Thinking about the aesthetics of music and sound in relation to visual narratives, I focus on what sort of experience I want the listener to have. I’m interested when music, sound and visuals become so altered and blurred from the form of its own reality, but at the same time draws us closer to the very core of it. When music and sound is composed and presented in a way that is unfamiliar to our everyday life, yet at the same time reflects the very same experience. From this a deeper consciousness of a story can be unearthed and the psyche of a narrative conjured out. This then creates a new perspective looking into the narratives presentation, and most importantly to the director’s vision. Thinking about the musical experience and treating music and sound as one orchestration and one sonic entity, we can use the infinite combinations to access the atmosphere, emotion and history of the narrative, fusing the sonic experience in a symbiosis with the visuals. 

Researching and having broader conversations with the artist/director about the types of music, sound and recordings being used early on in the process is a way to align the narrative’s intentions with the sonic experience . For example, field recordings and samples are like sonic relics that can emotionally connect a listener to a different space and time. The combination of these with original composition, allows you to reimagine these relics in a new light, conveying a new perspective with new moods. Shifting the focus away from its origination, but at the same time transmitting the essence of the recording in a new sonic world which fosters an intentional ambiguity and allows a listener to be drawn further into the experience. The same way a piece of art installed in a new space  can transform its experience, reimagining music and sound in new contexts transforms it sonically. There is interest when things feel off centre and unpredictable, for example the piece made for Kahlil Joseph’s ‘Fly Paper’ installation:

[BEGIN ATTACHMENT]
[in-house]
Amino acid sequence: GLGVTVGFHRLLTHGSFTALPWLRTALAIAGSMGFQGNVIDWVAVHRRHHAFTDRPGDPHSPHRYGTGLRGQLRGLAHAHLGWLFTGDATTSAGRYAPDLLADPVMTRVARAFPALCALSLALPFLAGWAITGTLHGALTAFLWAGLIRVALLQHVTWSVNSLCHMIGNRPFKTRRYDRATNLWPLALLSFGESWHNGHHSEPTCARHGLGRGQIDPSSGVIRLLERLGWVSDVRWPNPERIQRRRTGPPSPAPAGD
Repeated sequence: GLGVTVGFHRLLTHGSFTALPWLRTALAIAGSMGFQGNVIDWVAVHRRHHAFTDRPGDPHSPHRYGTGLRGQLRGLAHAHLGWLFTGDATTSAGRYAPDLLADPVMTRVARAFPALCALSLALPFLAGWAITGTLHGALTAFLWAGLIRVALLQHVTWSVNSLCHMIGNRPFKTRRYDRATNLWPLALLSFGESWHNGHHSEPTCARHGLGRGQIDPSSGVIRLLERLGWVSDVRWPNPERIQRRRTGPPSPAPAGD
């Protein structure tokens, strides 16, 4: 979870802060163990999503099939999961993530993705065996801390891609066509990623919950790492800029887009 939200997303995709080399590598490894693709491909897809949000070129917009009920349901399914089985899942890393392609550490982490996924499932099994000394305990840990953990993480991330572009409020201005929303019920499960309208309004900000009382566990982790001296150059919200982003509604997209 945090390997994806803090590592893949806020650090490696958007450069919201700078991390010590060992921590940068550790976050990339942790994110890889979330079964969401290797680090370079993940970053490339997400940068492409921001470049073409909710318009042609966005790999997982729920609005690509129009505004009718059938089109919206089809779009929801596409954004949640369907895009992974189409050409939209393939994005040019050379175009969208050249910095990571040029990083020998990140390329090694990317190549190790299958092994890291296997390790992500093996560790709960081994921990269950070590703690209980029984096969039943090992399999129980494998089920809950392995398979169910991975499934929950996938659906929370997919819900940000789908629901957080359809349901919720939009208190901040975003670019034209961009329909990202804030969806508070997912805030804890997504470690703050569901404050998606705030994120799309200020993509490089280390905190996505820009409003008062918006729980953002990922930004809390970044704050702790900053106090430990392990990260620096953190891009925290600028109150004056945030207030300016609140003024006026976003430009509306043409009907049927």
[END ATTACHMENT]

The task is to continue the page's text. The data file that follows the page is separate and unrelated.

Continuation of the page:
When music and sound is imperfect and fragmented, with sonic artefacts lingering in, it can hold a closer truth. A lazily performed piano piece recorded on an iPhone contextually says as much as any Debussy piece performed in concert when put up onto picture. Being conscious of these decisions and possibilities allows for a richer and more meaningful soundtrack, and when to use that concert performance and when an iPhone recording will actually work best.  

The aesthetic of music and sound is about experience, whether we enjoy it consciously or unconsciously, the anatomy of harmony and timbre is what draws you deeper to that experience, and understanding the possibilities of the sonic world allows you to control that experience, and within film, extract an emotional response from the audience. When music is set to a visual, it is almost every time the aspect of the experience that defines the spirit of what we are seeing. To gain a better sense of all of this, and to make better choices, my approach to music and sound is always rooted in research, for example this recent project with Grace Wales Bonner:

The respect and research towards a subject and the broader conversations with the artist or director leading a project, creates parameters that centre the work, focussing the conversations towards an authentic sonic ecosystem.